(Landscape with Cattle & Sheep, Constant Troyon, 1858, Minneapolis Museum of Art)
The Bobster and I have been traveling for days and we still haven't seen an inch of the Canadian border.
That's what happens when you stop at every art museum in your path.
It's hard for me to admit this, but even I am growing a teensy bit tired of our drive-museum-sleep routine.
So I look at Bob and say, "Hey, maybe we can find some fun place to stop and visit today. Something that doesn't have anything to do with art!"
Bob is stretched out on the bed reading "USA Today."
He looks up long enough to reply, "Sure, if we can find something we both want to see."
I shoot a hasty glance at Tess Tudhope as I head for the desk.
She's sprawled all over the top of my suitcase acting like she owns it.
I roll my eyes and begin searching for the travel brochures I picked up yesterday.
But nothing in that stack of information lights my fire.
I decide to check the net.
"Oh, my stars!!!" I practically scream at Bob.
"There's a Ben & Jerry's Factory just a few miles up the road from here!"
I turn around and study Bob's reaction to this flash of news.
The corners of his mouth quiver as his eyes begin to light up.
Whammo - I've got him!
Of course, he can't let me know that I've got him.
He yawns slowly and says, "I suppose we could stop there for a few minutes - if you really want to."
Give me a bloomin' break!
The truth is, most of us earthly mortals struggle with a bunch of desires and addictions on a daily basis.
The Bobster isn't one of them.
Unless you count his raging need to stuff himself with ice cream every five minutes.
Ice cream is his one and only edible weakness.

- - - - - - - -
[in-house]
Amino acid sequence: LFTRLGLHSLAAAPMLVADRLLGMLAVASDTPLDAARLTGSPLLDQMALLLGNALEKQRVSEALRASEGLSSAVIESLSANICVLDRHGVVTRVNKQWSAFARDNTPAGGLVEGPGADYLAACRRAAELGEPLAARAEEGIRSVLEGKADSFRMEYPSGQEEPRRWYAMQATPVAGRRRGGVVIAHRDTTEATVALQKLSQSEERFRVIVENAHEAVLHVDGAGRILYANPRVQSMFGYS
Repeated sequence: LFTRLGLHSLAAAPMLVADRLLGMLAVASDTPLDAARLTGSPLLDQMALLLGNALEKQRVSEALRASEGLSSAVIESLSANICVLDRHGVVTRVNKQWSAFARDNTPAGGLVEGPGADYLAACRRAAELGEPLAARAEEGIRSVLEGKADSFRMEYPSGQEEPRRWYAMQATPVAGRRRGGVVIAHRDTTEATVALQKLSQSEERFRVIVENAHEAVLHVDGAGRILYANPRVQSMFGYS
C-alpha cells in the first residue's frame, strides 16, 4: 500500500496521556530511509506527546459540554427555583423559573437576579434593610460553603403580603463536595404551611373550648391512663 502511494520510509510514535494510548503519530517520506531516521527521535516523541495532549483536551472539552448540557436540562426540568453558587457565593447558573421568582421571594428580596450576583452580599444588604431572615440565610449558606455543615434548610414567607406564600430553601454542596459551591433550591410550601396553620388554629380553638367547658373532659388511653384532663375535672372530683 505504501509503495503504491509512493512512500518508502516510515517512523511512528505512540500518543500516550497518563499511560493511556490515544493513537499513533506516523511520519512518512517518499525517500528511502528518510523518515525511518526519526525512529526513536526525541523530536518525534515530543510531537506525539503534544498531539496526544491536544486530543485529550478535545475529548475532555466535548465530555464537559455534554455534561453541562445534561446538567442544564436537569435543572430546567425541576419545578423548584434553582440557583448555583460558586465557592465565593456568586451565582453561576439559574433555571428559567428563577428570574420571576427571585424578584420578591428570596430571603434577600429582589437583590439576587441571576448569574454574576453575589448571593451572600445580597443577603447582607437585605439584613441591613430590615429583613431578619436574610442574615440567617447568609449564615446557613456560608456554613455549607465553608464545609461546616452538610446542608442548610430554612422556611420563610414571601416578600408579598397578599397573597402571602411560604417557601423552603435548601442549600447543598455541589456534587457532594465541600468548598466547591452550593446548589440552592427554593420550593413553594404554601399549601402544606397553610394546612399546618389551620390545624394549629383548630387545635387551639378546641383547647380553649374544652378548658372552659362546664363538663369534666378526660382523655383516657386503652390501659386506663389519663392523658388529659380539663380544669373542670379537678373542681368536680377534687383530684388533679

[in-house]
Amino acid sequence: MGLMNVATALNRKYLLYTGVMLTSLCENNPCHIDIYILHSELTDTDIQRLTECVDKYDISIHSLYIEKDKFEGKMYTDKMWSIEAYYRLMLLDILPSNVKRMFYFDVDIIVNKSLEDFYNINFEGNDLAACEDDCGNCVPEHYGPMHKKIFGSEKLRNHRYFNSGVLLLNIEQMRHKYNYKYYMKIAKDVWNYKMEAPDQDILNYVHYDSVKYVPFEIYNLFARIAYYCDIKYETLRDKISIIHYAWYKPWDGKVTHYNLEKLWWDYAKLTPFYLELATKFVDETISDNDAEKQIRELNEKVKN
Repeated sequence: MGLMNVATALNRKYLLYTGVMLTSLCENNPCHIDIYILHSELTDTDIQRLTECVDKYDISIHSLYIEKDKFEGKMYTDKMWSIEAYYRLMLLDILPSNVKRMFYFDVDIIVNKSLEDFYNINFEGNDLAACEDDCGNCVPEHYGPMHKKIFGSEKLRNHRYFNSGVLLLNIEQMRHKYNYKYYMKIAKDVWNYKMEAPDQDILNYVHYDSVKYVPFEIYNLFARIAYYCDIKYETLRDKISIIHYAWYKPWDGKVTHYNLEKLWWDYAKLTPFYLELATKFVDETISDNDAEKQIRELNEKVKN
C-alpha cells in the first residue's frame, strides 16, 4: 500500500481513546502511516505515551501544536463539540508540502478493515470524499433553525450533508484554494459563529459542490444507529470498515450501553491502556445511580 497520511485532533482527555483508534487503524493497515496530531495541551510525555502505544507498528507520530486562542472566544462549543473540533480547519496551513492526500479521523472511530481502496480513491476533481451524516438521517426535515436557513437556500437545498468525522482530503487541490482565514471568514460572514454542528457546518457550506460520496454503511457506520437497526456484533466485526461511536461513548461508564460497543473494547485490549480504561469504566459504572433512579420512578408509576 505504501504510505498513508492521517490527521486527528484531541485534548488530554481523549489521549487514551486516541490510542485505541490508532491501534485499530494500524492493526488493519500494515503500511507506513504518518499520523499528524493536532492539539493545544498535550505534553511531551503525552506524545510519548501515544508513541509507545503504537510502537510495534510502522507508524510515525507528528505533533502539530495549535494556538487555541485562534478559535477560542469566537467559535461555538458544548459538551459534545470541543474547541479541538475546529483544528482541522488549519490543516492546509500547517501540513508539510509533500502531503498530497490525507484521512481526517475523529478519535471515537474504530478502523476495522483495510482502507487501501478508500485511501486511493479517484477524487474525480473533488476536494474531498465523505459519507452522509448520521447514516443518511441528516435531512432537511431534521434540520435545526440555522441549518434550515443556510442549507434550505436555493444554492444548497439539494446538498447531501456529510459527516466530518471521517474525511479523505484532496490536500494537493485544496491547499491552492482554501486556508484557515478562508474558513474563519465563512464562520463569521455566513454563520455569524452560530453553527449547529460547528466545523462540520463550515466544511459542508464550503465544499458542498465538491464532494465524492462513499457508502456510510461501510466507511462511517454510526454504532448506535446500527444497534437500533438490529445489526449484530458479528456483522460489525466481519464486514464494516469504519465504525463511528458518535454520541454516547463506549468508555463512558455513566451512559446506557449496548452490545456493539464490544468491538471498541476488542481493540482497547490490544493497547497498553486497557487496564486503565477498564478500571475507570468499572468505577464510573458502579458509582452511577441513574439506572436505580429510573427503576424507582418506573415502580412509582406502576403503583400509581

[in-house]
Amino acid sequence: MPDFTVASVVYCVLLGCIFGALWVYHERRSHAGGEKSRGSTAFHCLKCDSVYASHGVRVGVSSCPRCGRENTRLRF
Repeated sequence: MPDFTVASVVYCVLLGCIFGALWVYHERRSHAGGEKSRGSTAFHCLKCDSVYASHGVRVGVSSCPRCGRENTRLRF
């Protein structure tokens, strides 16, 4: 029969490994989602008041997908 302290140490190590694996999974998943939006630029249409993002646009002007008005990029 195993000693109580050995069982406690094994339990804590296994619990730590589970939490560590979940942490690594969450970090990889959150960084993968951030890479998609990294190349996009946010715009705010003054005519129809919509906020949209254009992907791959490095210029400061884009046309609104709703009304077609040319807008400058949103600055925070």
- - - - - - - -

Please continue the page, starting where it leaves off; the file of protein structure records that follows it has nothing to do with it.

I can't really relate.
I like the stuff well enough.
Especially during the hot, humid days of summer.
But I could easily live without it.
I'd rather cram a bag of Dove Dark Chocolate Promises down my throat any day of the week.
And I usually do.
But Bob can't survive without his creamy vanilla, his caramel-laden dulche le leche, and his absolute favorite - butter pecan - ice cream.
I know this about him.
I also know that he would rather have all of his fingernails pulled out in slow motion than pass up the free sample at the Ben & Jerry's Factory.
So I casually mention:
"Honey, we really should go to the factory. Think about all the things we'll learn about making ice cream. And it'll be fun to tell the kids we saw something on our vacation besides art. They are never going to believe it!"
Bob, thinking things over, says, "Well, since it's on our way, I guess it won't hurt to check it out."
Suddenly, the command "DEPART!" rings out loud and clear from the direction of my suitcase.
"Did you hear that?" I ask Bob.
"Tess just told us to leave!"
Why that nervy little minx!!!
"How dare she tell us what to do in our hotel room!" I huff and puff to Bob.
"Didn't you turn her off last night?" I quickly inquire.
"Yes, I did," Bob replies, "but I programmed her early this morning while you were in the shower. That explains her ability to speak in here."
"It's bad enough she yaks at us non-stop in the car. Do we have to listen to her nag when we're out of the car too?" I ask him indignantly.
Bob rises and walks over to Tess who has wisely decided to zip her busy little lips.
He picks Tess up, turns her over and flicks the "off" switch on her back.
Minutes later, we follow Tess's command to "depart."
That's NOT because she told us to leave, by the way.
It's because we're burning precious daylight in this hotel room.
Besides, Ben & Jerry are expecting us up at their place.
And it's not nice to keep your hosts waiting.